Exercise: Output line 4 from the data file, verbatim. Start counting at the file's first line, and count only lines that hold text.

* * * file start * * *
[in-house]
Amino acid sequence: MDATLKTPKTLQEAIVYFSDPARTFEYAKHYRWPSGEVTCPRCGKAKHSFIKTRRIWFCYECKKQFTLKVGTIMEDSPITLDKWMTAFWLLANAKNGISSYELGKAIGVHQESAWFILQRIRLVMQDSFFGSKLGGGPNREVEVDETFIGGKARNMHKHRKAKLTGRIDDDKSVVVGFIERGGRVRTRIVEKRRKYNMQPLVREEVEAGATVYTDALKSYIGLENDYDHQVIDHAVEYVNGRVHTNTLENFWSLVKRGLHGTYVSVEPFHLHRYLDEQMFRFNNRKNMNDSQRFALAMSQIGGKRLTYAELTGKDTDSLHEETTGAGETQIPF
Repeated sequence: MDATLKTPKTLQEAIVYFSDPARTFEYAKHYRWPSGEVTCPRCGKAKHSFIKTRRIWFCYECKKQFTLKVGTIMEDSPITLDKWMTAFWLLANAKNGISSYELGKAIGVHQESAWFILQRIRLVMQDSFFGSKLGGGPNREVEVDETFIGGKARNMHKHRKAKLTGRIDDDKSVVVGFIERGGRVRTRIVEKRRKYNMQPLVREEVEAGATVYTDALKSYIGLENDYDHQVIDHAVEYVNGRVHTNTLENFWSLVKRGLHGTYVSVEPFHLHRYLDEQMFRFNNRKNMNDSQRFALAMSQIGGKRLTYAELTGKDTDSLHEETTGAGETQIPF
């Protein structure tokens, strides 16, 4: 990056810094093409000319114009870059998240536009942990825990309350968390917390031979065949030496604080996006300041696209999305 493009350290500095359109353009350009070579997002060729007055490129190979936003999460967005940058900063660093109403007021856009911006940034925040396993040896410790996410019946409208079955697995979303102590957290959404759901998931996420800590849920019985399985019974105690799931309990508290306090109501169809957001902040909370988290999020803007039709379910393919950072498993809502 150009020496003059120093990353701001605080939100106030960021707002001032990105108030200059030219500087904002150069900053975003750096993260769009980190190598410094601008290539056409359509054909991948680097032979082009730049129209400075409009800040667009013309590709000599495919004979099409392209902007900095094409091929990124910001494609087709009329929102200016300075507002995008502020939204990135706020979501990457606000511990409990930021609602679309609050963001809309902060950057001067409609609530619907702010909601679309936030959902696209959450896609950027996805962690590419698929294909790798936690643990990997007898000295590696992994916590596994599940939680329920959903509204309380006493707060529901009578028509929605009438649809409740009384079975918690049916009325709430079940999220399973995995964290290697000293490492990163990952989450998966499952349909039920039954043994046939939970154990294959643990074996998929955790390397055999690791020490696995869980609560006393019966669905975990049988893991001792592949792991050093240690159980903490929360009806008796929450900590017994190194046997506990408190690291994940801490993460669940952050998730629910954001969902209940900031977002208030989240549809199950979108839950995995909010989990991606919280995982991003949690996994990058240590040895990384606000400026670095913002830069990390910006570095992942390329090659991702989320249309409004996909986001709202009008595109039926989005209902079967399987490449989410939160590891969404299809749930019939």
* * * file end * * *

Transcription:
């Protein structure tokens, strides 16, 4: 990056810094093409000319114009870059998240536009942990825990309350968390917390031979065949030496604080996006300041696209999305 493009350290500095359109353009350009070579997002060729007055490129190979936003999460967005940058900063660093109403007021856009911006940034925040396993040896410790996410019946409208079955697995979303102590957290959404759901998931996420800590849920019985399985019974105690799931309990508290306090109501169809957001902040909370988290999020803007039709379910393919950072498993809502 150009020496003059120093990353701001605080939100106030960021707002001032990105108030200059030219500087904002150069900053975003750096993260769009980190190598410094601008290539056409359509054909991948680097032979082009730049129209400075409009800040667009013309590709000599495919004979099409392209902007900095094409091929990124910001494609087709009329929102200016300075507002995008502020939204990135706020979501990457606000511990409990930021609602679309609050963001809309902060950057001067409609609530619907702010909601679309936030959902696209959450896609950027996805962690590419698929294909790798936690643990990997007898000295590696992994916590596994599940939680329920959903509204309380006493707060529901009578028509929605009438649809409740009384079975918690049916009325709430079940999220399973995995964290290697000293490492990163990952989450998966499952349909039920039954043994046939939970154990294959643990074996998929955790390397055999690791020490696995869980609560006393019966669905975990049988893991001792592949792991050093240690159980903490929360009806008796929450900590017994190194046997506990408190690291994940801490993460669940952050998730629910954001969902209940900031977002208030989240549809199950979108839950995995909010989990991606919280995982991003949690996994990058240590040895990384606000400026670095913002830069990390910006570095992942390329090659991702989320249309409004996909986001709202009008595109039926989005209902079967399987490449989410939160590891969404299809749930019939």